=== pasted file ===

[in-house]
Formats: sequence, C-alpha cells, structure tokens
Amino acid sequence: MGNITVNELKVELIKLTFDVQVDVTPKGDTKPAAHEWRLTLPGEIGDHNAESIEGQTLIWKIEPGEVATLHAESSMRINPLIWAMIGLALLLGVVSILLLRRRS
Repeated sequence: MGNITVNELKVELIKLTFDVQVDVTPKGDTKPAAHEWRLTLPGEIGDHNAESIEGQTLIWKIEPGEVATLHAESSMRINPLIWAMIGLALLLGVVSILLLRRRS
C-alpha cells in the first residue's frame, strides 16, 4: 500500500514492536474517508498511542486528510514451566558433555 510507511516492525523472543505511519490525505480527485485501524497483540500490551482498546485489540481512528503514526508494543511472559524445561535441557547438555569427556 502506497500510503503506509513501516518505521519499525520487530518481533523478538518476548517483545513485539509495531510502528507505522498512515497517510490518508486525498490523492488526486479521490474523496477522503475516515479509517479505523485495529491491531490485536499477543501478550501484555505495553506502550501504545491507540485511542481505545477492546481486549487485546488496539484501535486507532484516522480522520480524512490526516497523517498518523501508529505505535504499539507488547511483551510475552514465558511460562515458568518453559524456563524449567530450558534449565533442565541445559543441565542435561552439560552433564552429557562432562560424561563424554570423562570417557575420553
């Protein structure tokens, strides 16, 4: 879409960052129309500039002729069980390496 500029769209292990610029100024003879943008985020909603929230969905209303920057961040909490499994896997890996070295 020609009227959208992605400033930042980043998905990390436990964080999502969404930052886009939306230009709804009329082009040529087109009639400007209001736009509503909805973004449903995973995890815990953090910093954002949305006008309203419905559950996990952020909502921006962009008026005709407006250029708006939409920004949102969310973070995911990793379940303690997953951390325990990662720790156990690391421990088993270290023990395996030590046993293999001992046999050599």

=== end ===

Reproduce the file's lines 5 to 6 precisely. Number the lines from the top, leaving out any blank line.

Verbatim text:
C-alpha cells in the first residue's frame, strides 16, 4: 500500500514492536474517508498511542486528510514451566558433555 510507511516492525523472543505511519490525505480527485485501524497483540500490551482498546485489540481512528503514526508494543511472559524445561535441557547438555569427556 502506497500510503503506509513501516518505521519499525520487530518481533523478538518476548517483545513485539509495531510502528507505522498512515497517510490518508486525498490523492488526486479521490474523496477522503475516515479509517479505523485495529491491531490485536499477543501478550501484555505495553506502550501504545491507540485511542481505545477492546481486549487485546488496539484501535486507532484516522480522520480524512490526516497523517498518523501508529505505535504499539507488547511483551510475552514465558511460562515458568518453559524456563524449567530450558534449565533442565541445559543441565542435561552439560552433564552429557562432562560424561563424554570423562570417557575420553
């Protein structure tokens, strides 16, 4: 879409960052129309500039002729069980390496 500029769209292990610029100024003879943008985020909603929230969905209303920057961040909490499994896997890996070295 020609009227959208992605400033930042980043998905990390436990964080999502969404930052886009939306230009709804009329082009040529087109009639400007209001736009509503909805973004449903995973995890815990953090910093954002949305006008309203419905559950996990952020909502921006962009008026005709407006250029708006939409920004949102969310973070995911990793379940303690997953951390325990990662720790156990690391421990088993270290023990395996030590046993293999001992046999050599």